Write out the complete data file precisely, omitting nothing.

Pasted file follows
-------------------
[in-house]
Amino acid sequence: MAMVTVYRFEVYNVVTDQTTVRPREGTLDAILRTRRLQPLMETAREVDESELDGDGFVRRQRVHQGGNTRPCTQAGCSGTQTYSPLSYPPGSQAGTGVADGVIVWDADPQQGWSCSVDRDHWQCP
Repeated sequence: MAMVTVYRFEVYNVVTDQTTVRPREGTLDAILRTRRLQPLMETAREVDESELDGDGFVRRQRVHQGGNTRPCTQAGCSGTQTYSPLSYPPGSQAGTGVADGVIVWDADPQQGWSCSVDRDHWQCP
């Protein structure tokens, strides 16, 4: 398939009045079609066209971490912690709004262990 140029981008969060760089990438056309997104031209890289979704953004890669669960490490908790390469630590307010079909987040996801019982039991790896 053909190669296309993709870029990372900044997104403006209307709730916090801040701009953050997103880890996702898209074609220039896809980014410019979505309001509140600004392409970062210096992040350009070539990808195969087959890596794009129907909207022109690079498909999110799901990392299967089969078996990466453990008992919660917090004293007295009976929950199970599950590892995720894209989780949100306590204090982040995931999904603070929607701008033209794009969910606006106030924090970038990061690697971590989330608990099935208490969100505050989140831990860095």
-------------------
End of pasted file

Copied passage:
[in-house]
Amino acid sequence: MAMVTVYRFEVYNVVTDQTTVRPREGTLDAILRTRRLQPLMETAREVDESELDGDGFVRRQRVHQGGNTRPCTQAGCSGTQTYSPLSYPPGSQAGTGVADGVIVWDADPQQGWSCSVDRDHWQCP
Repeated sequence: MAMVTVYRFEVYNVVTDQTTVRPREGTLDAILRTRRLQPLMETAREVDESELDGDGFVRRQRVHQGGNTRPCTQAGCSGTQTYSPLSYPPGSQAGTGVADGVIVWDADPQQGWSCSVDRDHWQCP
């Protein structure tokens, strides 16, 4: 398939009045079609066209971490912690709004262990 140029981008969060760089990438056309997104031209890289979704953004890669669960490490908790390469630590307010079909987040996801019982039991790896 053909190669296309993709870029990372900044997104403006209307709730916090801040701009953050997103880890996702898209074609220039896809980014410019979505309001509140600004392409970062210096992040350009070539990808195969087959890596794009129907909207022109690079498909999110799901990392299967089969078996990466453990008992919660917090004293007295009976929950199970599950590892995720894209989780949100306590204090982040995931999904603070929607701008033209794009969910606006106030924090970038990061690697971590989330608990099935208490969100505050989140831990860095």